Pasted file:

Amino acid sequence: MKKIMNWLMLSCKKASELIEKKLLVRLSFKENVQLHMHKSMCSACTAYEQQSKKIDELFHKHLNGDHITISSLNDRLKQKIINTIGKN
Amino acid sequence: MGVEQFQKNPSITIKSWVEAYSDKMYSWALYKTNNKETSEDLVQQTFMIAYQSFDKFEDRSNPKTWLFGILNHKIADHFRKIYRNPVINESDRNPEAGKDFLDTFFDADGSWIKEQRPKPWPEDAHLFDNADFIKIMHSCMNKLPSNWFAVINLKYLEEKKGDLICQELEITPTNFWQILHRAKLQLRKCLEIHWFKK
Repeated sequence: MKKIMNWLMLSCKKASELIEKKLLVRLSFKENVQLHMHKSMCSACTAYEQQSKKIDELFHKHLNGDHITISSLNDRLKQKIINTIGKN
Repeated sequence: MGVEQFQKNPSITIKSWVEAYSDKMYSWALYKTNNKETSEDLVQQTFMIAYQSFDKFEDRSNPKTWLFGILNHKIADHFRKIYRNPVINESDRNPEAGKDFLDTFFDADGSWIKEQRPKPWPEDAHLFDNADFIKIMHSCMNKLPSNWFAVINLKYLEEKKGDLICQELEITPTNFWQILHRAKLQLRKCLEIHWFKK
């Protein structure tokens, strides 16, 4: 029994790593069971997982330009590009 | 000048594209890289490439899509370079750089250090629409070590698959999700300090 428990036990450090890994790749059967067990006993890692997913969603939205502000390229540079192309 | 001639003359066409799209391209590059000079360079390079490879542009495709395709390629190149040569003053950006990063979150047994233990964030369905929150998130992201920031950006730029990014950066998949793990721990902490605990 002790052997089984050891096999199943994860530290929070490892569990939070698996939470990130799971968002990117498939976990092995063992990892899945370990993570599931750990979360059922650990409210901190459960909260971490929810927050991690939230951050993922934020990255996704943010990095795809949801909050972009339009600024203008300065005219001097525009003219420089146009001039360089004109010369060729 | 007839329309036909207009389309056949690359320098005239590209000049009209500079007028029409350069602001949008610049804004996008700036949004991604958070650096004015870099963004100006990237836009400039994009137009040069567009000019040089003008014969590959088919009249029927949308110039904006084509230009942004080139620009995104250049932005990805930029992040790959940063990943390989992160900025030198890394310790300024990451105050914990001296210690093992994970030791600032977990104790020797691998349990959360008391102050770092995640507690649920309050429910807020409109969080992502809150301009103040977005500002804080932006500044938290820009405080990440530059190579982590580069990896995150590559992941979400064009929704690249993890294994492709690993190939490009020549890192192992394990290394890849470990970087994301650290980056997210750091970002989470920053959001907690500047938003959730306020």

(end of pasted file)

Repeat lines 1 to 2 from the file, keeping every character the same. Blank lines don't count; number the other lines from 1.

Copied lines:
Amino acid sequence: MKKIMNWLMLSCKKASELIEKKLLVRLSFKENVQLHMHKSMCSACTAYEQQSKKIDELFHKHLNGDHITISSLNDRLKQKIINTIGKN
Amino acid sequence: MGVEQFQKNPSITIKSWVEAYSDKMYSWALYKTNNKETSEDLVQQTFMIAYQSFDKFEDRSNPKTWLFGILNHKIADHFRKIYRNPVINESDRNPEAGKDFLDTFFDADGSWIKEQRPKPWPEDAHLFDNADFIKIMHSCMNKLPSNWFAVINLKYLEEKKGDLICQELEITPTNFWQILHRAKLQLRKCLEIHWFKK